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Title: Orientation Preferences of Backbone Secondary Amide Functional Groups in Peptide Nucleic Acid Complexes: Quantum Chemical Calculations Reveal an Intrinsic Preference of Cationic D-Amino Acid-Based Chiral PNA Analogues for the P-form

Authors:
 [1];  [2]
  1. University of Heidelberg
  2. ORNL
Publication Date:
Research Org.:
Oak Ridge National Lab. (ORNL), Oak Ridge, TN (United States)
Sponsoring Org.:
USDOE Laboratory Directed Research and Development (LDRD) Program
OSTI Identifier:
950446
DOE Contract Number:
DE-AC05-00OR22725
Resource Type:
Journal Article
Resource Relation:
Journal Name: Biophysical Journal; Journal Volume: 92; Journal Issue: 3
Country of Publication:
United States
Language:
English

Citation Formats

Topham, Christopher, and Smith, Jeremy C. Orientation Preferences of Backbone Secondary Amide Functional Groups in Peptide Nucleic Acid Complexes: Quantum Chemical Calculations Reveal an Intrinsic Preference of Cationic D-Amino Acid-Based Chiral PNA Analogues for the P-form. United States: N. p., 2007. Web. doi:10.1529/biophysj.105.079723.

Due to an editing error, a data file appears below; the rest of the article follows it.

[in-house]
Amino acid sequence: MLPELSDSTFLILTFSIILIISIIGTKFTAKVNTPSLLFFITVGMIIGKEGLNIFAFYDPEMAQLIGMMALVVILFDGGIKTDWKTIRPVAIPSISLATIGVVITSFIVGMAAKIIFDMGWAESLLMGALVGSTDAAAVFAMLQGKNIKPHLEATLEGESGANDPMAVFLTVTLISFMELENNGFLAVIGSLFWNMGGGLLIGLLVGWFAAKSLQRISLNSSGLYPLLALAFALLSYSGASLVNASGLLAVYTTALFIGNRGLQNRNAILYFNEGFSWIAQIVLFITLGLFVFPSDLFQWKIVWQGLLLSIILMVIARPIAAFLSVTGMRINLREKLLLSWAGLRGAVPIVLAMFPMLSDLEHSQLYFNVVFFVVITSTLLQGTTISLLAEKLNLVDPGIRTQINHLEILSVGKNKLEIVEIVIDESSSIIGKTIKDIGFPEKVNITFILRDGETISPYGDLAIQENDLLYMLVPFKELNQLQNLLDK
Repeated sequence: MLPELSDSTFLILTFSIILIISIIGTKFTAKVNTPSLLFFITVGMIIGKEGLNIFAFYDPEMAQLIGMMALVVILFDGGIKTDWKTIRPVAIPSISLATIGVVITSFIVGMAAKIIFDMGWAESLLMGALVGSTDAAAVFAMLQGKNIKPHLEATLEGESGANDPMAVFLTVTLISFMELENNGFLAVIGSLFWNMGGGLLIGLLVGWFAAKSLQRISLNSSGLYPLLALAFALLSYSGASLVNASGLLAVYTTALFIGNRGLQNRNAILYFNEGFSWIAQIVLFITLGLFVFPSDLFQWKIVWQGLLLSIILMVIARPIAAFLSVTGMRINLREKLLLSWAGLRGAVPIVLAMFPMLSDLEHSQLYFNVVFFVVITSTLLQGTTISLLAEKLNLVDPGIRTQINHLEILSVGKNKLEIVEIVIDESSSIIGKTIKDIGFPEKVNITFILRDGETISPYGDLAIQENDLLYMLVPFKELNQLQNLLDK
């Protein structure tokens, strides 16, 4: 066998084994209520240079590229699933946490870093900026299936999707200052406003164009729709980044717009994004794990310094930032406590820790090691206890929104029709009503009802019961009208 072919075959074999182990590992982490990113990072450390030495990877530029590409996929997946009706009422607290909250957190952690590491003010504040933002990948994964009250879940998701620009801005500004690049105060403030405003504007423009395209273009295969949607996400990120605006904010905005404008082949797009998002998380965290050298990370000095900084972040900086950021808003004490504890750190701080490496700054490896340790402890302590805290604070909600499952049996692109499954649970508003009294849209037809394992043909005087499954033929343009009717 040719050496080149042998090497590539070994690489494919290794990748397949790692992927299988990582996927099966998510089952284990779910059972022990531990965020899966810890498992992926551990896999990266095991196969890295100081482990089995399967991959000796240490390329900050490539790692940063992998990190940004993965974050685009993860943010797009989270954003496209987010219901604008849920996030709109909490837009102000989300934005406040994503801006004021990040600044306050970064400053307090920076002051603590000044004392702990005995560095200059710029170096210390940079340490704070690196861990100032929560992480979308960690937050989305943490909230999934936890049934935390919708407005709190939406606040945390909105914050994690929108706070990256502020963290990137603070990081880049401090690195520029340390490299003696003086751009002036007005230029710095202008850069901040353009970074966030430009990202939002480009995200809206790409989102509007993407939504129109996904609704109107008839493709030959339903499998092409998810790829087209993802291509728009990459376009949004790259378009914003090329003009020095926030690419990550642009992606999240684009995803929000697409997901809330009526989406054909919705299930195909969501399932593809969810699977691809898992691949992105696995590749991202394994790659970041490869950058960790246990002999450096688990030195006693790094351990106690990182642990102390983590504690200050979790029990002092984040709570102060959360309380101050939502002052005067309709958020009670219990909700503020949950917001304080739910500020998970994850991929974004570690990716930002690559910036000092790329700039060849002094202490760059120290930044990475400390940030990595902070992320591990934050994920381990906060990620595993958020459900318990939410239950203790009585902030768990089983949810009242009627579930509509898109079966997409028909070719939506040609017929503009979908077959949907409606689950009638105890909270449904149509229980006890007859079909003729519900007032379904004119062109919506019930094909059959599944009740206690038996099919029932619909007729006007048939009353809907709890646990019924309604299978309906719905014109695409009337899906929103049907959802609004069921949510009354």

Topham, Christopher, & Smith, Jeremy C. Orientation Preferences of Backbone Secondary Amide Functional Groups in Peptide Nucleic Acid Complexes: Quantum Chemical Calculations Reveal an Intrinsic Preference of Cationic D-Amino Acid-Based Chiral PNA Analogues for the P-form. United States. doi:10.1529/biophysj.105.079723.
Topham, Christopher, and Smith, Jeremy C. Thu . "Orientation Preferences of Backbone Secondary Amide Functional Groups in Peptide Nucleic Acid Complexes: Quantum Chemical Calculations Reveal an Intrinsic Preference of Cationic D-Amino Acid-Based Chiral PNA Analogues for the P-form". United States. doi:10.1529/biophysj.105.079723.
@article{osti_950446,
title = {Orientation Preferences of Backbone Secondary Amide Functional Groups in Peptide Nucleic Acid Complexes: Quantum Chemical Calculations Reveal an Intrinsic Preference of Cationic D-Amino Acid-Based Chiral PNA Analogues for the P-form},
author = {Topham, Christopher and Smith, Jeremy C},
abstractNote = {},
doi = {10.1529/biophysj.105.079723},
journal = {Biophysical Journal},
number = 3,
volume = 92,